To fully test our model, further single-cell longitudinal studies are required. For instance, the study by Burgstaller *et al.* (2018) found a linear increase in heteroplasmy variance through time in single oocytes. Our work here has shown that measurement of the network state, as well as turnover and copy number, are required to account for the rate of increase in heteroplasmy variance. Joint longitudinal measurements of , *μ*, and *n*, with heteroplasmy quantification, would allow verification of Equation 13 and aid in determining the extent to which neutral genetic models are explanatory. This could be achieved, for instance, using the mito-QC mouse (McWilliams *et al.* 2016) which allows visualization of mitophagy and mitochondrial architecture *in vivo*. Measurement of , *μ*, and *n*, followed by, *e.g.*, destructive, single-cell, whole-genome sequencing of mtDNA would allow validation of how *μ*, *n*, and influence and the rate of *de novo* mutation (see Figure 3). One difficulty is sequencing errors induced through, *e.g.*, PCR, which hampers our ability to accurately measure mtDNA mutation within highly heterogeneous samples (Woods *et al.* 2018). Morris *et al.* (2017) have suggested that single cells are highly heterogeneous in mtDNA mutation, with each mitochondrion possessing 3.9 single-nucleotide variants on average. Error-correction strategies during sequencing may pave the way toward high-accuracy mtDNA sequencing (Salk *et al.* 2018; Woods *et al.* 2018), and allow us to better constrain models of heteroplasmy dynamics.

## Acknowledgments

We thank Hanne Hoitzing, Thomas McGrath, Abhishek Deshpande, and Ferdinando Insalata for useful discussions. Simulations were performed using the Imperial College High Performance Computing Service. J.A. acknowledges grant support from the Biotechnology and Biological Sciences Research Council (BB/J014575/1) and the Medical Research Council Mitochondrial Biology Unit (MC_UP_1501/2). N.S.J. acknowledges grant support from the British Heart Foundation (RE/13/2/30182) and Engineering and Physical Sciences Research Council (EP/N014529/1). I.G.J. acknowledges funding from European Research Council StG 805046 (EvoConBiO) and a Turing fellowship from the Alan Turing Institute.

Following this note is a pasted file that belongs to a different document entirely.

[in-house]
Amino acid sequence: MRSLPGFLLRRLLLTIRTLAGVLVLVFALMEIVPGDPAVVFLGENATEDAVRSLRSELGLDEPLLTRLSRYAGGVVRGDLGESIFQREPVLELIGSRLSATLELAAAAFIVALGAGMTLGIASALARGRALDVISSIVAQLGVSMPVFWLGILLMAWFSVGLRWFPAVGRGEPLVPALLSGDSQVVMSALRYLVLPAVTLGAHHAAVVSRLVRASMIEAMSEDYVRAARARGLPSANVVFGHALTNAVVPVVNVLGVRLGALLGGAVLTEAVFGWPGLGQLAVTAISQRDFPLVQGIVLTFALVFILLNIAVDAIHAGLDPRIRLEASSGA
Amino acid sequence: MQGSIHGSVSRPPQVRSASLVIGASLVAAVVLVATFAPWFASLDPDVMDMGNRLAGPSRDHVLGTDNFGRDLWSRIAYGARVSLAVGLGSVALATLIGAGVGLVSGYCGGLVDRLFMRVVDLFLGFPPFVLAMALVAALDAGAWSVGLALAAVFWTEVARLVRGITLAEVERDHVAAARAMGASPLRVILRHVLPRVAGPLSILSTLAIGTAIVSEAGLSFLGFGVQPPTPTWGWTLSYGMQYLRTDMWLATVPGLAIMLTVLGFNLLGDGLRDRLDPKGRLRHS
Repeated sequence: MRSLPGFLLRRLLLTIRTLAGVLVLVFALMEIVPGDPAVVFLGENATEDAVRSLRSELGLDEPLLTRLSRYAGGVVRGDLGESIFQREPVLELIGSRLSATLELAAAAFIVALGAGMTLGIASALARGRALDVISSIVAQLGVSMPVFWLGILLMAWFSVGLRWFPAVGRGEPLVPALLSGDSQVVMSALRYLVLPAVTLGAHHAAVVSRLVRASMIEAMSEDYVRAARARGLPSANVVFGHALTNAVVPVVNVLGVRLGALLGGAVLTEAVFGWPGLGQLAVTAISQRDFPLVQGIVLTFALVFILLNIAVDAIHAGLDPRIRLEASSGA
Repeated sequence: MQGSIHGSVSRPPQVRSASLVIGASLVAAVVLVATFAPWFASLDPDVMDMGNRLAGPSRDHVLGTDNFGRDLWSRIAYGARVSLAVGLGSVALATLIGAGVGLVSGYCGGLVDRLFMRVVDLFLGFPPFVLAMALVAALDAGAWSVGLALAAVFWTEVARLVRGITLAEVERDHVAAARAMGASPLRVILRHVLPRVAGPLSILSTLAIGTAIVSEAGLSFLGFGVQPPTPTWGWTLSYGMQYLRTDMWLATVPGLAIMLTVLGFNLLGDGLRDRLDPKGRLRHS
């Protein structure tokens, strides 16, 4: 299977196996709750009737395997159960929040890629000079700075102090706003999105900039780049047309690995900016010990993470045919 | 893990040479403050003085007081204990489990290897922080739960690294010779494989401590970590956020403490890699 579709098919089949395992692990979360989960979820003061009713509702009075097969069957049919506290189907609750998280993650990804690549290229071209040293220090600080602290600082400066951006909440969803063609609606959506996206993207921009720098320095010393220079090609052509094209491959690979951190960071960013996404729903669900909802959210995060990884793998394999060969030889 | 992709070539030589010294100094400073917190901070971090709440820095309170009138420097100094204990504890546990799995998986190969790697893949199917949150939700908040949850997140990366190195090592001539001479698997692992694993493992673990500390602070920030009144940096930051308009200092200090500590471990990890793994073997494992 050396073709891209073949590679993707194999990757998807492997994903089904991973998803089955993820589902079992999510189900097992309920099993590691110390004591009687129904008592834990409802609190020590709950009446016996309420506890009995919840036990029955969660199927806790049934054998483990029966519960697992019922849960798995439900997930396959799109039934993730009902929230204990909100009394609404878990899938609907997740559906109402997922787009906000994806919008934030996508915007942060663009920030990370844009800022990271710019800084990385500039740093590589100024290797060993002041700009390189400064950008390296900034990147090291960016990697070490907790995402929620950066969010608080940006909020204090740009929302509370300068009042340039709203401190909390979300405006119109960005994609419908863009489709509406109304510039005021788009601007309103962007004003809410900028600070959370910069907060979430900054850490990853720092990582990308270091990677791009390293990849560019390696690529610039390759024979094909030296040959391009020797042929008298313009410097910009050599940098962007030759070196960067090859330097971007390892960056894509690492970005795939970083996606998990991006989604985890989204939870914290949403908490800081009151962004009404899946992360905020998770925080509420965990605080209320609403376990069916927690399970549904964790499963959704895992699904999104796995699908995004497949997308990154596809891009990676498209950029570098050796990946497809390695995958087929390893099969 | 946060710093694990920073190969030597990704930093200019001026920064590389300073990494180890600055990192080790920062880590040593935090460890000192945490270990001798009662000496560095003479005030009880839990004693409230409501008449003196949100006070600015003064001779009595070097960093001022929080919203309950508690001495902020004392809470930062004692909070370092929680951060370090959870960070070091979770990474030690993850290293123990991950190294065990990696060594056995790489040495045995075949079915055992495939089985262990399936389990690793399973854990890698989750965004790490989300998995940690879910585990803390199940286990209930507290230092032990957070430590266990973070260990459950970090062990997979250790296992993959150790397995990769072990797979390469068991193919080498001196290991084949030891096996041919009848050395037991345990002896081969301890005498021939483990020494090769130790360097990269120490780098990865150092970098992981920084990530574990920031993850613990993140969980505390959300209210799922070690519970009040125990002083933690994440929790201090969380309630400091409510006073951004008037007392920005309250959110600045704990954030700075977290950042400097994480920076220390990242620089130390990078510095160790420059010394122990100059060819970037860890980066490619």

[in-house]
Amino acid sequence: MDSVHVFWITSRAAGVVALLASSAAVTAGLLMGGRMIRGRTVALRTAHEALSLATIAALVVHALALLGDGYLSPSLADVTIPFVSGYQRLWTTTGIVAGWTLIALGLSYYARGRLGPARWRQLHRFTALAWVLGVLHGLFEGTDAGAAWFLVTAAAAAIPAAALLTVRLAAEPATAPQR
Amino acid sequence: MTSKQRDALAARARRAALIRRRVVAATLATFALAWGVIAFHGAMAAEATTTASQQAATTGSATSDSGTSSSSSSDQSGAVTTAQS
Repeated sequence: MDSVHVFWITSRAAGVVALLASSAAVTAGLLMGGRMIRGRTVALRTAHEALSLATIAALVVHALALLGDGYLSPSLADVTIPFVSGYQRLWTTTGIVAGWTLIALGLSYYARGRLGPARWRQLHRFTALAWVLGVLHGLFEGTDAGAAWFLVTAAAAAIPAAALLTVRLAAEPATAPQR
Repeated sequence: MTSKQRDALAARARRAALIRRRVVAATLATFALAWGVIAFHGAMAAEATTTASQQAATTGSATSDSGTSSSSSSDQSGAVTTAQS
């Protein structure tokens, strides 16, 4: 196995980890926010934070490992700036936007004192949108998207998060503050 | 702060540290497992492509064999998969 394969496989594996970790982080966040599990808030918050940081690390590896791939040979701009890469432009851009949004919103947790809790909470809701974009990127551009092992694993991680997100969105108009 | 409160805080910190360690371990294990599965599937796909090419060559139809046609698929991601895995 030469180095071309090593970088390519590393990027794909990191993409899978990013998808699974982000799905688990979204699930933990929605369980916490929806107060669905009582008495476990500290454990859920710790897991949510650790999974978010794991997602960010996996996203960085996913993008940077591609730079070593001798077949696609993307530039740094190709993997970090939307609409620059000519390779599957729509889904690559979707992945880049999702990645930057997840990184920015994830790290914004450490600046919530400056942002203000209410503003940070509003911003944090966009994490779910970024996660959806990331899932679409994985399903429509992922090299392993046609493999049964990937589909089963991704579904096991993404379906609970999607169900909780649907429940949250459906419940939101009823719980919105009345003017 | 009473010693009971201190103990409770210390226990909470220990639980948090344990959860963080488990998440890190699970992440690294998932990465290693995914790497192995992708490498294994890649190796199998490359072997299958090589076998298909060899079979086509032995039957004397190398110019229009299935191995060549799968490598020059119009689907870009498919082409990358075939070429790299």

## Footnotes

Supplemental material available at FigShare: https://doi.org/10.25386/genetics.8343830.

*Communicating editor: L. Wahl*

- Received April 2, 2019.
- Accepted June 28, 2019.

- Copyright © 2019 Aryaman
*et al*.

Available freely online through the author-supported open access option.

This is an open-access article distributed under the terms of the Creative Commons Attribution 4.0 International License (http://creativecommons.org/licenses/by/4.0/), which permits unrestricted use, distribution, and reproduction in any medium, provided the original work is properly cited.